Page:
Recipe for success- the boom in baking

Barbara Crick from Emsworth Cookery School (left) with Siriol Seabrook and Velma Parker
Barbara Crick from Emsworth Cookery School (left) with Siriol Seabrook and Velma Parker
Annie Bell, taken from The Modern Dairy by Annie Bell, published by Kyle Books.

Food & drink: How and why to eat dairy now: Annie dispels the myths

0
Have your say

Last year, 13.4 million people tuned in to watch Nadiya Hussain win the Great British Bake Off.

It was one of the most-watched shows of 2015 as people around the country held Bake Off-themed parties at home to celebrate the finale.

So it’s no wonder that Bake Off fever has seen more of us dusting off our aprons and digging out the kitchen scales to test our baking skills.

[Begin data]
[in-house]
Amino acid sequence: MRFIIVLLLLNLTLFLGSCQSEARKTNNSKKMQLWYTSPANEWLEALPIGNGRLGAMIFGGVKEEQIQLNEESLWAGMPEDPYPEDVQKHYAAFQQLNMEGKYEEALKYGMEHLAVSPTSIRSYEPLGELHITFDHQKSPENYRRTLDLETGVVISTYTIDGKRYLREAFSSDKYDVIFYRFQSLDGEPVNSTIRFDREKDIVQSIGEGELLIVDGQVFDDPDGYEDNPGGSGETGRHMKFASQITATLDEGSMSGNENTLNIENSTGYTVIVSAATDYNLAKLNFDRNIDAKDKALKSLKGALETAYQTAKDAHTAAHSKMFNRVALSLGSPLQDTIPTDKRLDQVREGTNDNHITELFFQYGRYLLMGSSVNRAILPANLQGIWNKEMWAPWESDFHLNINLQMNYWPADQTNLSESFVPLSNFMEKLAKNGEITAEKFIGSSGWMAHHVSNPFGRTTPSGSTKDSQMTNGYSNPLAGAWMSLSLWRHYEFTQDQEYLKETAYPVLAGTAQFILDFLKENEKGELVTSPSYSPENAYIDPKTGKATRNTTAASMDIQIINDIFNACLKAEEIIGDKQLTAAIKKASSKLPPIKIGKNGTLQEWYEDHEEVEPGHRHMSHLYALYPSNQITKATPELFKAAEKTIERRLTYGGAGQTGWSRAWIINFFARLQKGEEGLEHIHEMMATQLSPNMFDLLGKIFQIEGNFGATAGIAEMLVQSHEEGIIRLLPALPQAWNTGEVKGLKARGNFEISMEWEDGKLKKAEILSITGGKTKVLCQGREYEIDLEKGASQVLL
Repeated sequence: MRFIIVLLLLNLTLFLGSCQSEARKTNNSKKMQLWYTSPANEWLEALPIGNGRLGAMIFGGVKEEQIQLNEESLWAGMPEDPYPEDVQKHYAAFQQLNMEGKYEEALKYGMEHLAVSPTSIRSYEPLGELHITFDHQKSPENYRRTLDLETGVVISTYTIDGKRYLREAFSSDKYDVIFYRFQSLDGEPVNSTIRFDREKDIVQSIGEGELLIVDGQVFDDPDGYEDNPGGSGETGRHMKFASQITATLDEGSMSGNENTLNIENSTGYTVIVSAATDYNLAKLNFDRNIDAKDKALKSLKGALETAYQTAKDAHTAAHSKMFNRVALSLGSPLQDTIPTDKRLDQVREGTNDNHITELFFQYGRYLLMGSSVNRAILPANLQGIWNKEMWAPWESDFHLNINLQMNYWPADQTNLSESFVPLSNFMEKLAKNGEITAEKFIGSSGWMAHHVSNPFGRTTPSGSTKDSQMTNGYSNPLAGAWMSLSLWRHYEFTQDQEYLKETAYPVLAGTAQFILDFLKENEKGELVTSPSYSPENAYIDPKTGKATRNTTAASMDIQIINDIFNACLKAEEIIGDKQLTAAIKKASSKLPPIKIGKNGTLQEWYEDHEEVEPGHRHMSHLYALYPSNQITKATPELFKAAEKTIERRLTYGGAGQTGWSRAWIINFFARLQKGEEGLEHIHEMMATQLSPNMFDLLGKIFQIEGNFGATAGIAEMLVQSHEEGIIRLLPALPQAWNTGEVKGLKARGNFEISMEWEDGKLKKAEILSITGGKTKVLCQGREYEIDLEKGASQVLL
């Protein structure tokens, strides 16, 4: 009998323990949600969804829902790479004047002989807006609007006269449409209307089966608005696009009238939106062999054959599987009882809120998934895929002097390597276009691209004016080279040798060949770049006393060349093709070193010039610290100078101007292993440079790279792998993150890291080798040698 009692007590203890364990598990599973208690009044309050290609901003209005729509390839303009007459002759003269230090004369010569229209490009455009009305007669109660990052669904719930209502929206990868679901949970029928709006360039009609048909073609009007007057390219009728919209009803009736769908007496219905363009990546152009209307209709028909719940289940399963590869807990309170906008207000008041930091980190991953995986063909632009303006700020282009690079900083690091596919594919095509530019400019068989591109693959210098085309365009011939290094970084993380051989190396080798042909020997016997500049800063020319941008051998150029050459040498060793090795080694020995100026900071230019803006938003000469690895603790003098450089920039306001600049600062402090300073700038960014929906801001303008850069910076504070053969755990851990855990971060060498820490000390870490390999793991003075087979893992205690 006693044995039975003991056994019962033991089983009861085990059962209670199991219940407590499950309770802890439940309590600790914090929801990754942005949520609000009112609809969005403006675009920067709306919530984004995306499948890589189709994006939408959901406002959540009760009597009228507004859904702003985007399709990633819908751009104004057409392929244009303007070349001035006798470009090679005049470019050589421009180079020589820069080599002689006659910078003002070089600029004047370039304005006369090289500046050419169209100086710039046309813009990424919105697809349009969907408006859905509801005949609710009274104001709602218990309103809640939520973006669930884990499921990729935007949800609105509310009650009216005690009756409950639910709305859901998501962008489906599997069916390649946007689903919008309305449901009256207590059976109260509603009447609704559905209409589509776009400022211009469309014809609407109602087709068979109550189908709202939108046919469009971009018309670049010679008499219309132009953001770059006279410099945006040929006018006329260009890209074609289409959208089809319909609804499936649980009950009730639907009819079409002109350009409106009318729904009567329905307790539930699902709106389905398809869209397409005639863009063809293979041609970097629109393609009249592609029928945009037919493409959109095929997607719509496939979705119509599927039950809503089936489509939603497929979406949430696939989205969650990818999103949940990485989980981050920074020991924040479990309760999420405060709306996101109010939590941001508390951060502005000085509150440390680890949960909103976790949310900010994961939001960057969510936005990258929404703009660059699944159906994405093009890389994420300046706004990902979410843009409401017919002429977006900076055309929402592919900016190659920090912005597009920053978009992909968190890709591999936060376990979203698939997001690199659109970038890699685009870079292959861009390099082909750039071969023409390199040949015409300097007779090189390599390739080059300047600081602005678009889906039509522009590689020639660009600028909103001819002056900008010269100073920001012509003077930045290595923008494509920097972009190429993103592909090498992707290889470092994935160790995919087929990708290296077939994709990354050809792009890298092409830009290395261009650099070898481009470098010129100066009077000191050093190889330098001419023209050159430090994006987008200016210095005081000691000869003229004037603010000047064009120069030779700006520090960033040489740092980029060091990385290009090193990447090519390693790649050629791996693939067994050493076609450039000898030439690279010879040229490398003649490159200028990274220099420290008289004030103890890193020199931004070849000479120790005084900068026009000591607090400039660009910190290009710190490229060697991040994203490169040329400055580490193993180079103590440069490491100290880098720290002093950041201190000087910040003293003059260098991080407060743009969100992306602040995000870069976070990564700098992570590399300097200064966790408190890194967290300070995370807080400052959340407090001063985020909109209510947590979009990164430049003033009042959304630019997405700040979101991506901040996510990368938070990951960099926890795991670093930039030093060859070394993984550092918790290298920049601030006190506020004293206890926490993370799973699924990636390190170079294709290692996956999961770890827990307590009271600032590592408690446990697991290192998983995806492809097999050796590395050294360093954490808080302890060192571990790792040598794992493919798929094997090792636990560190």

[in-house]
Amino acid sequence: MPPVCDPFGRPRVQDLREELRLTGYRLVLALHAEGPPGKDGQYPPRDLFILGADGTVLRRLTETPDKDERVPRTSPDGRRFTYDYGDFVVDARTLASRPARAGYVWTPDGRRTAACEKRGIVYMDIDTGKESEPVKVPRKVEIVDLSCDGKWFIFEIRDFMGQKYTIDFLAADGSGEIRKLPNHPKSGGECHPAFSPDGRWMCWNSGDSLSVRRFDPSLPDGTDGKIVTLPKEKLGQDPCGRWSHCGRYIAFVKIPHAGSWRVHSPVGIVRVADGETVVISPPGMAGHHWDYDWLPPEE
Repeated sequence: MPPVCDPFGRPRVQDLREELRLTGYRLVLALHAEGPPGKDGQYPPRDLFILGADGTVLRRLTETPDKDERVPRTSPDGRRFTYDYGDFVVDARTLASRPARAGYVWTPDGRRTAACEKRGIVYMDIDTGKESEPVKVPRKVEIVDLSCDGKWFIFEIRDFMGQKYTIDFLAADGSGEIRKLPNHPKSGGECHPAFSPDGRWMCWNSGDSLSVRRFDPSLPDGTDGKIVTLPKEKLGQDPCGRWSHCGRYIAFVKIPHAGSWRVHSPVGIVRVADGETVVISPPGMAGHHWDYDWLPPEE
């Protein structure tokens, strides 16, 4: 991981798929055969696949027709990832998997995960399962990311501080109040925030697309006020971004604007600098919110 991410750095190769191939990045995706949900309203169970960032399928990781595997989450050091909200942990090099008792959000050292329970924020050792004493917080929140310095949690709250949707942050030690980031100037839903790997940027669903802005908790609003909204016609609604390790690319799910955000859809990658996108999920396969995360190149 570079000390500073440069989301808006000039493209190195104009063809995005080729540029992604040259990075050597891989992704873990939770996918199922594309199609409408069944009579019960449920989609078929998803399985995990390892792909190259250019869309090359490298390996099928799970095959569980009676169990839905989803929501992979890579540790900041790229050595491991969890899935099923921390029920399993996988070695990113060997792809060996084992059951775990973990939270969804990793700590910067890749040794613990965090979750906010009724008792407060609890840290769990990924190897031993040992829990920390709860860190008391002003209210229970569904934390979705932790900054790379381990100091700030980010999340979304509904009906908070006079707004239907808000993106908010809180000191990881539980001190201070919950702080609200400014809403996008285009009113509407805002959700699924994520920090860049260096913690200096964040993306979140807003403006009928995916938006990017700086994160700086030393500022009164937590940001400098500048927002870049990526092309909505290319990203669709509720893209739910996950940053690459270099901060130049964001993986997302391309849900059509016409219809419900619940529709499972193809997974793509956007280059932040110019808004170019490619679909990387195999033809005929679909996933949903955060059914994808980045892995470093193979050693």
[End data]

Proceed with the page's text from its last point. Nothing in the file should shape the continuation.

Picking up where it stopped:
Emsworth Cookery School is one establishment which seeks to encourage others to embrace their skills in the kitchen.

Started five years ago by Barbara Crick, the school offers a range of classes with different cuisines whether it’s a bread masterclass, a Chinese banquet or an Indian takeaway.

But at this time of year, an Afternoon Tea class is, for some, the most tempting, as people sample tea and cakes in the sunshine, ahead of the hotly-anticipated return of the Great British Bake Off to our screens.

Barbara started Emsworth Cookery School five years ago. With two boys, she was looking for a job that enabled her to fit around her busy life as a mother.

‘It was something that I could fit around them,’ she says.

‘I was looking at running a coffee shop, but the more I thought about it the more I realised that the attraction of my old job was teaching.

‘I was a project manager and I was teaching project managers.

‘I’ve always liked eating. I went to lots of cookery lessons and enjoyed it, so I thought I could do that.